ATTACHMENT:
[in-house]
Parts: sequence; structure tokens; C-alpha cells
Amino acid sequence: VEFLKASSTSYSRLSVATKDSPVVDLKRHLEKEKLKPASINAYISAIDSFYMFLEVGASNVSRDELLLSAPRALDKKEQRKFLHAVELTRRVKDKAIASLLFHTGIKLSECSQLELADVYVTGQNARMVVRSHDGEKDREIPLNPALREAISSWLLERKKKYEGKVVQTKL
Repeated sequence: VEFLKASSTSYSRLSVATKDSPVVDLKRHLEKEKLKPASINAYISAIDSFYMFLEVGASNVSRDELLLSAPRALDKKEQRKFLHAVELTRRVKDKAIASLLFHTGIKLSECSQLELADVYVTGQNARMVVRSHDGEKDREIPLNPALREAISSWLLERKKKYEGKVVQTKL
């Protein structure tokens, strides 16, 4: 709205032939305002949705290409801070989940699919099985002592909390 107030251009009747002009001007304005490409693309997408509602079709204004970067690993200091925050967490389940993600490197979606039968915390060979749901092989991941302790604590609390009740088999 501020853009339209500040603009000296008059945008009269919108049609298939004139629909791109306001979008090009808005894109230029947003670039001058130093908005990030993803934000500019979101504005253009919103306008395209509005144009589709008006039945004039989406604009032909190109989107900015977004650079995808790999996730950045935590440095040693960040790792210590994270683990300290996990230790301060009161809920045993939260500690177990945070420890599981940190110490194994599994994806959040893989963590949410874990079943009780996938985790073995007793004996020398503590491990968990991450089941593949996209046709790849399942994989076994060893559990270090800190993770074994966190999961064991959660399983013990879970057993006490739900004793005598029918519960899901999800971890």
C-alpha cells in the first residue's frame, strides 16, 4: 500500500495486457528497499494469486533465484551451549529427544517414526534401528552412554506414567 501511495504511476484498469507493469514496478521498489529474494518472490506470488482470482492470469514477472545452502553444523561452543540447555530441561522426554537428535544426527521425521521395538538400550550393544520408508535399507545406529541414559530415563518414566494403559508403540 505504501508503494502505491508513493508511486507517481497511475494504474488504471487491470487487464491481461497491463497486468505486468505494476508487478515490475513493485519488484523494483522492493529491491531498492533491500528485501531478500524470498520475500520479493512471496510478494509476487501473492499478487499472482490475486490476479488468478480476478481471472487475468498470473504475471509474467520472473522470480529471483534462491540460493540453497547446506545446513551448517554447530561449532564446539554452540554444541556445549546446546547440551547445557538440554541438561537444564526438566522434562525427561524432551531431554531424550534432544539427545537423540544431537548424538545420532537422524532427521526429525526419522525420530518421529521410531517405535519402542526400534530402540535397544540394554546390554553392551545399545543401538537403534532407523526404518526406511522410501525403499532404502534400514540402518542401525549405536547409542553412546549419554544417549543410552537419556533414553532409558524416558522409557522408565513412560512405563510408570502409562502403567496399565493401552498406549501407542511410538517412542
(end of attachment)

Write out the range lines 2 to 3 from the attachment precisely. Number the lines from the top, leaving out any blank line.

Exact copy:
Parts: sequence; structure tokens; C-alpha cells
Amino acid sequence: VEFLKASSTSYSRLSVATKDSPVVDLKRHLEKEKLKPASINAYISAIDSFYMFLEVGASNVSRDELLLSAPRALDKKEQRKFLHAVELTRRVKDKAIASLLFHTGIKLSECSQLELADVYVTGQNARMVVRSHDGEKDREIPLNPALREAISSWLLERKKKYEGKVVQTKL